Electronic Waste

Technology is all around us and will always be a part of our daily life. We have seen the wonders and the benefits of technology on our lives, but as Isaac Newton discovered, for every action there is an opposite or equal reaction. In today’s market newer, cooler technology is being made, and in order to maintain demand company’s use a method known as planned obsolescence to keep customers coming back for more. The way planned obsolescence works is by creating products that rapidly become obsolete and thus require consumers to constantly replace the given product. While this is great for companies, it’s not so great for the health of our environment. The mentality of "out of site out of mind" is very prominent: you throw out your trash and you don’t think twice about where it goes or what happens to it. The disposal of electronics is known as e-waste (electronic waste), and according to the EPA, the truth of the matter is that roughly 13% of e-waste actually gets recycled. This means that the vast majority of electronic waste end up in landfills where the chemicals seep into the soil and ultimately cause health concerns.

In the US, a number of our electronic waste gets shipped to developing countries that lack the ability to properly handle and recycle these materials. For those who are not aware e-waste contains lots of toxic and hazardous materials like mercury and lead. If they are not recycled properly they can lead to major impacts on not only the health of the environment, but it can also impact the health of humans. These toxins seep into waters and into the air, contaminating resources necessary for sustaining life. Furthermore, the direct contact of some chemicals can have severe consequences on the health of anyone handling them. For all these reasons, it is crucial that these electronics are disposed of in a safe manner.

I first learned about e-waste when I was a sophomore in college, and after learning about the health concerns and the lack of protective gear provided I was shocked. This made me think about the volunteer work I had done with Keystone. I worked as a translator for a clinic that helped migrant workers get basic health care. What I found out was that the workers were not aware of the dangers of pesticide and were not aware that protective gear was important when handling this chemical. Many disadvantaged groups of people are not educated on the health hazards present in their work, because they are in desperate need of money. However large corporations should not take advantage of these groups of people as a means to spend less money. We are all humans, and regardless of race or status every life should be valued. In these developing countries there are children working and exposing their bodies to chemicals that will severely impact their health. We should work together to protect the health of everyone as well as our environment. Just because you throw out your electronics and it is no longer in your possession does not mean it should no longer be of your concern. If you have thrown out any electronics it has impacted someone’s health already, maybe it is a 10-year-old boy struggling to get food for his family.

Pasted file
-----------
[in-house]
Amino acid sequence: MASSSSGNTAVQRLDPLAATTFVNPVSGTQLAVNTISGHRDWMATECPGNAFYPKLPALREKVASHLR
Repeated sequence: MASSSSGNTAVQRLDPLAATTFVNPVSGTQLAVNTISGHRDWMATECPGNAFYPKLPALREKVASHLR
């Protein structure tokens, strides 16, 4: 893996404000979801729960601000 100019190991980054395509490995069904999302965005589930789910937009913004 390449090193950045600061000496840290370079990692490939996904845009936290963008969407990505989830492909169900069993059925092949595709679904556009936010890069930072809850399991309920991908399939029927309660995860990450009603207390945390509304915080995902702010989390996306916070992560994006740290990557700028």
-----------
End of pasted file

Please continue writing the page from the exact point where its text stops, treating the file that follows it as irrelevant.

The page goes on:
In one of my classes we have to create projects on an issue we are interested in, I chose electronic waste. We need to find ways to recycle our own waste rather than just ship it over seas for other countries to deal with. While there are health threats associated with the recycling of electronic waste there are some benefits. For example, certain electronics are known to have materials that are recyclable such as aluminum, copper, silver, and more. In our market these materials are highly desirable. There are projects around the world whose goal it is to collect electronics and properly dispose of them. One such project has noted that by collecting 3.5 tons of e-waste in just one year they were contributing to reducing carbon emissions by around 3500 kg CO2. Why not create such projects in the United States? By doing so we would be creating jobs, reducing carbon emission, and collecting reusable material from electronics. Ultimately all such factors could be very beneficial and impactful for our own economy. This would be the ultimate large goal, but we can only get there is we can set smaller goals and step by step we will reach our final goal. On a smaller scale (on a community scale) we would have to educate people on the risks associated with the disposal of electronic waste, from there we could work as a community to recycle our electronics rather than just throw them in the trash. As a community we can start to make a difference.